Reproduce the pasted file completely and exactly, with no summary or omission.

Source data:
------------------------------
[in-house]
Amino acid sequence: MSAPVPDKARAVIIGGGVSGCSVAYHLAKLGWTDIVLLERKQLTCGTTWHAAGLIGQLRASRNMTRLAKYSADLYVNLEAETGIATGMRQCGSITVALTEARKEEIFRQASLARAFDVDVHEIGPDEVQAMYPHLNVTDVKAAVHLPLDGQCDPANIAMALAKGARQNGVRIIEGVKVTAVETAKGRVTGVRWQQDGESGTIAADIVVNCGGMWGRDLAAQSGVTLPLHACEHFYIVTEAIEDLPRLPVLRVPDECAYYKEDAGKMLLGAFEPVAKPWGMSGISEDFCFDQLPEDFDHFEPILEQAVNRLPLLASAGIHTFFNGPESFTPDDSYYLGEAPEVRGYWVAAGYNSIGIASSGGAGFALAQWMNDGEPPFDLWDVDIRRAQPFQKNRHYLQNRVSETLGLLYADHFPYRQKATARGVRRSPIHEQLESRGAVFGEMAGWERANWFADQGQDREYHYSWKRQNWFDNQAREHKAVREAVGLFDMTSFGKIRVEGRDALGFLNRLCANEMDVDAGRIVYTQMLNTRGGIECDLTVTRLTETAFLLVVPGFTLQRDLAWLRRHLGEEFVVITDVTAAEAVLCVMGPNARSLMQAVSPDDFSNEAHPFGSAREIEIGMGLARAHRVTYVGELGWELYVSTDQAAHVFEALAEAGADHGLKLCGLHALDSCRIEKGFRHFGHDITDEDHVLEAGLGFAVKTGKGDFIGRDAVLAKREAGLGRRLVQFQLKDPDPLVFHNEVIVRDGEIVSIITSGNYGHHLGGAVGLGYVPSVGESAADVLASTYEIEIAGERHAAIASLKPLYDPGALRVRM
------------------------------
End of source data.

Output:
[in-house]
Amino acid sequence: MSAPVPDKARAVIIGGGVSGCSVAYHLAKLGWTDIVLLERKQLTCGTTWHAAGLIGQLRASRNMTRLAKYSADLYVNLEAETGIATGMRQCGSITVALTEARKEEIFRQASLARAFDVDVHEIGPDEVQAMYPHLNVTDVKAAVHLPLDGQCDPANIAMALAKGARQNGVRIIEGVKVTAVETAKGRVTGVRWQQDGESGTIAADIVVNCGGMWGRDLAAQSGVTLPLHACEHFYIVTEAIEDLPRLPVLRVPDECAYYKEDAGKMLLGAFEPVAKPWGMSGISEDFCFDQLPEDFDHFEPILEQAVNRLPLLASAGIHTFFNGPESFTPDDSYYLGEAPEVRGYWVAAGYNSIGIASSGGAGFALAQWMNDGEPPFDLWDVDIRRAQPFQKNRHYLQNRVSETLGLLYADHFPYRQKATARGVRRSPIHEQLESRGAVFGEMAGWERANWFADQGQDREYHYSWKRQNWFDNQAREHKAVREAVGLFDMTSFGKIRVEGRDALGFLNRLCANEMDVDAGRIVYTQMLNTRGGIECDLTVTRLTETAFLLVVPGFTLQRDLAWLRRHLGEEFVVITDVTAAEAVLCVMGPNARSLMQAVSPDDFSNEAHPFGSAREIEIGMGLARAHRVTYVGELGWELYVSTDQAAHVFEALAEAGADHGLKLCGLHALDSCRIEKGFRHFGHDITDEDHVLEAGLGFAVKTGKGDFIGRDAVLAKREAGLGRRLVQFQLKDPDPLVFHNEVIVRDGEIVSIITSGNYGHHLGGAVGLGYVPSVGESAADVLASTYEIEIAGERHAAIASLKPLYDPGALRVRM